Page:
2 Courts have refused to find that an employer exercised reasonable care to prevent or correct promptly alleged harassment where: The employer had prior knowledge of the harasser's history of inappropriate behavior, but took no action to prevent its reoccurrence. The employer had no policy against harassment in place. The employer had no complaint procedure in place. The employer's complaint procedure was ineffective because, for example, employees were directed to complain only to one person such as their supervisor, or it contained strict time limits within which a complaint had to be filed. The employer was unable to show that its policy was distributed to all employees. An investigation was not commenced until some time after the employee complained. The employer's decision to designate a particular person to receive complaints was questionable in light of the complaint-receiver's inappropriate response to complaints. The employer failed to take any (or effective) action to discipline a harasser after an investigation revealed that an employee's complaint had merit. The employer failed to provide sexual harassment training to its employees. II. What is Reasonable Plaintiff's Conduct? Courts have found that the plaintiff employee unreasonably failed to take advantage of any preventive or corrective opportunities provided by the employer or to avoid harm otherwise where: The plaintiff failed to complain to his or her employer, despite there being no evidence of threatened retaliation. The plaintiff failed to follow the procedures provided for in the employer's established harassment policy. The plaintiff refused to cooperate with the employer's investigation of the plaintiff's harassment complaint. The plaintiff failed to notify the employer of the harassment in a timely fashion. III. What is an Effective Harassment Program? A review of recent court decisions indicates that an effective non-discrimination and anti-harassment program requires an employer to take a number of preventative and remedial measures: Implementation of a non-discrimination and anti-harassment policy and internal complaint procedures that are in compliance with the law; Effective avenues for employees to bring complaints forward (not just through their supervisor); Wide dissemination of the policy (both in an employee handbook and otherwise) throughout the workplace on a periodic basis to make sure all employees know of the policy's existence and how to use the complaint procedure; Training appropriate parts of the workforce, such as senior management, managers/supervisors, and "complaintreceivers," in understanding and employing the policy; Prompt response to complaints brought under the policy by thoroughly investigating them to determine if violations of the policy occurred; and Prompt, appropriate remedial action to enforce the policy if it is determined that violations of the policy have occurred. NOTE: THIS OUTLINE SUMMARIZES GENERAL PROCEDURES AND DOES NOT ADDRESS STATUTORY REQUIREMENTS THAT EXIST IN MANY STATES REGARDING POLICIES, TRAINING, ETC. BE SURE TO CONSULT WITH COUNSEL TO DETERMINE THE STATUTORY REQUIREMENTS IN THE STATE IN WHICH YOUR THEATRE OPERATES. 2 TCG CENTERPIECE 2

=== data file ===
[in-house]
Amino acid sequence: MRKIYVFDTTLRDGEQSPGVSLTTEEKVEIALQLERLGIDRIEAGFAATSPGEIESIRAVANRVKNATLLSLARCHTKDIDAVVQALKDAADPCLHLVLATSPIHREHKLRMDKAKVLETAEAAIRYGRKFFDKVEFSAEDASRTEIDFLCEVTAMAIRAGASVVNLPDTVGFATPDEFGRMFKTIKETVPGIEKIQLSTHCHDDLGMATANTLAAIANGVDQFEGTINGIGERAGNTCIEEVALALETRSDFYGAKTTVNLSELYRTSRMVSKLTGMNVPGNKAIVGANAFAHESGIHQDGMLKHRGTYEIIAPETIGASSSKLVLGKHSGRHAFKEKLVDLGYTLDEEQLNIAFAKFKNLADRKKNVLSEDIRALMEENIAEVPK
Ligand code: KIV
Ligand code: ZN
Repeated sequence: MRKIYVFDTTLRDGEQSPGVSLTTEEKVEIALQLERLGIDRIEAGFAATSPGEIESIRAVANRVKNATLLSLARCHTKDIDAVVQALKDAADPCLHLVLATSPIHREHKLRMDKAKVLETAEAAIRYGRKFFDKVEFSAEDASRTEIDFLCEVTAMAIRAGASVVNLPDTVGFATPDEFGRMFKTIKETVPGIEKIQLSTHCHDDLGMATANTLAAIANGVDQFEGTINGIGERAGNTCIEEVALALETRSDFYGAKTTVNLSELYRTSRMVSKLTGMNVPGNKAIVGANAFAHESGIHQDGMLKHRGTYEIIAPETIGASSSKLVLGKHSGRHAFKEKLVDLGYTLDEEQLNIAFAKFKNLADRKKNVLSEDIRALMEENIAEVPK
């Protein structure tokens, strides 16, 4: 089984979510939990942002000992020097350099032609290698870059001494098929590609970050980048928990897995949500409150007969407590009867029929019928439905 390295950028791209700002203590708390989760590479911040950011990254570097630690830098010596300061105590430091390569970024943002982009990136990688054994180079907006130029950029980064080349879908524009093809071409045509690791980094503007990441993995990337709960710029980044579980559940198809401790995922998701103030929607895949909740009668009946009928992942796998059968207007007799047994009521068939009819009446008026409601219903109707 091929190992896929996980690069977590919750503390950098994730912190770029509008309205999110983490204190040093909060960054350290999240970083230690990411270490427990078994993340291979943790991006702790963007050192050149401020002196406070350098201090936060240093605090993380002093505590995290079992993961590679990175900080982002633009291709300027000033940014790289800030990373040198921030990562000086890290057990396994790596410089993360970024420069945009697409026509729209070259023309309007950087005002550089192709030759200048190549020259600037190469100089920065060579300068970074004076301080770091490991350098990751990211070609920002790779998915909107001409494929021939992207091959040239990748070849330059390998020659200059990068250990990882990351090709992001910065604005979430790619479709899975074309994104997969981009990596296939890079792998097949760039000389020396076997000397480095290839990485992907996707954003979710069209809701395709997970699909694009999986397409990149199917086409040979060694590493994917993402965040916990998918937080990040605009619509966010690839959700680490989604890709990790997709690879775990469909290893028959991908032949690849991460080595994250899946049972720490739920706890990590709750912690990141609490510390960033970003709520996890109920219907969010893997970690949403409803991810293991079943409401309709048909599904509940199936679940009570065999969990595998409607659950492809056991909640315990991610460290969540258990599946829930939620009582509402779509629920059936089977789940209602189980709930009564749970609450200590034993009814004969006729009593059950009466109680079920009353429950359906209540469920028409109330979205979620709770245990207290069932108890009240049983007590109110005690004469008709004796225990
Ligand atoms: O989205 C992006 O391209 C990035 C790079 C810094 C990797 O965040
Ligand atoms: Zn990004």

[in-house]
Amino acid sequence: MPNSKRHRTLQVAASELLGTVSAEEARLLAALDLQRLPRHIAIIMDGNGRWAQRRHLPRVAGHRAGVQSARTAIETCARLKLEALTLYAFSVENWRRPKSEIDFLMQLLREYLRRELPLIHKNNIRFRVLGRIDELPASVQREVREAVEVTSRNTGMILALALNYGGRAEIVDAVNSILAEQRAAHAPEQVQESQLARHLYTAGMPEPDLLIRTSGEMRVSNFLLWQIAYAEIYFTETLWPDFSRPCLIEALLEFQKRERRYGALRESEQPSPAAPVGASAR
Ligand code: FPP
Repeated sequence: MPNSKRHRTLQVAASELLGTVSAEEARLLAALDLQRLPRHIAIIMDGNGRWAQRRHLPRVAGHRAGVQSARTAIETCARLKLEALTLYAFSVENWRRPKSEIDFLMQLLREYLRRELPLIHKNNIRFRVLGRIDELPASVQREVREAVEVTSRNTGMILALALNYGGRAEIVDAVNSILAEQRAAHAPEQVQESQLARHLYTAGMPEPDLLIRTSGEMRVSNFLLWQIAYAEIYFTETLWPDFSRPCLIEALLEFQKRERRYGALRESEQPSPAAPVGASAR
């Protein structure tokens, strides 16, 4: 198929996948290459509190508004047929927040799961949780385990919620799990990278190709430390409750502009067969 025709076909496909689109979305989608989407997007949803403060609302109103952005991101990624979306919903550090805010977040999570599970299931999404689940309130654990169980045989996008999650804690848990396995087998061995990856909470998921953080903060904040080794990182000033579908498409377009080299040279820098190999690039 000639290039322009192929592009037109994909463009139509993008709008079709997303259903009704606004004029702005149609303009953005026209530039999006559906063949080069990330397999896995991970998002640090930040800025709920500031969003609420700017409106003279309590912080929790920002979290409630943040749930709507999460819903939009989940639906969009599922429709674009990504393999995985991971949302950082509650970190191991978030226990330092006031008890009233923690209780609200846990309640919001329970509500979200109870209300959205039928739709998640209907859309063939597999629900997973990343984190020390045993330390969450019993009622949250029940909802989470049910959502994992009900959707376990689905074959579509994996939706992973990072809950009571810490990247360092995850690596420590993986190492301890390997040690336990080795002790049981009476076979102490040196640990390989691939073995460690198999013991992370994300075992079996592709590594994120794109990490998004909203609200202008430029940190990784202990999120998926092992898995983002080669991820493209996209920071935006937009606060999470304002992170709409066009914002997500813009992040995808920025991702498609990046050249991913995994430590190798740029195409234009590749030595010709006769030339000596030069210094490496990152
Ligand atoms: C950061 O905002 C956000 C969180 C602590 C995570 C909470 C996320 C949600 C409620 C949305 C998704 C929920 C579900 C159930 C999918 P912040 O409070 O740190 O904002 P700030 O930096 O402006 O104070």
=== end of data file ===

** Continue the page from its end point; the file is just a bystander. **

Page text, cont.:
3 A. Distribution of the Policy Once a theatre implements a non-discrimination and anti-harassment policy and an internal complaint procedure, the theatre must widely disseminate the policy to all individuals throughout the theatre workforce, not merely to managers and supervisors. There are a number of ways by which a theatre can distribute its policy to ensure awareness of it throughout the workforce. In addition to including the policy in the employee handbook (if it has one), theatres should consider the following options: Posting the policy in prominent places throughout the workplace where individuals would be most likely to see it (e.g., bulletin board, green room, company lounge); If is used in the workplace, periodically circulating the policy to each employee through a theatre-wide e- mail message; Periodically distributing the policy in employee paycheck envelopes; Circulating the policy during training sessions; and/or Including the policy in an orientation packet given to new hires. Theatres should disseminate the policy (independent of the employee handbook) throughout the theatre on a periodic basis (e.g., every year) to make sure all employees know of its existence and understand the complaint procedure. Theatres should also document the distribution method used each time they distribute the policy to their employees. B. Employee "Receipt" In addition to distributing the policy to ensure awareness of it throughout the workforce, it is also important for theatres to be able to document that an employee received the policy. Theatres may wish to include a "receipt," to be signed by each employee when he or she is given a copy of the policy and kept on file by the theatre, which will enable the theatre to prove readily that the employee was aware of the policy. The following is a suggested form of receipt: By my signature below, I acknowledge that I have received a copy of XYZ Theatre's Non-Discrimination and Anti-Harassment Policy. I agree to read it thoroughly, including the "Complaint Procedure." I also agree that if there is any provision in the policy that I do not understand, I will seek clarification from [e.g., the managing director]. Print Name: Signature: Dated: Theatres who have the logistics to collect the "receipt" after its employees have had an opportunity to read and review the policy may want to collect the "receipt" at that point in time. If so, theatres would need to change the suggested form of "receipt" to state that the employee "has read, understands, and agrees to abide by" the policy. IV. What are Elements of an Effective Harassment Policy? There is no statutory requirement in New York, for example, that an employer have a sexual harassment policy. Other states (like California), however, require that an employer have a policy in place and some even dictate the specific language that must be included in the policy. Theatres should check with counsel to determine what is required in their state. Even in states that do not require a policy, however, a theatre should adopt one. The goals of a sexual harassment policy are threefold: (i) to prevent the occurrence of sexual harassment; (ii) to encourage employees to report incidents of sexual harassment at the earliest possible moment - both to allow corrective action and to prevent the gradual development of a hostile work environment; and (iii) to comply with the applicable law so that the theatre will be shielded from liability. In addition to a sexual harassment policy, theatres should also have a policy of non-discrimination. Often, the two policies are combined. Discussed below are the elements of an effective non-discrimination and anti-harassment policy. 3 TCG CENTERPIECE 3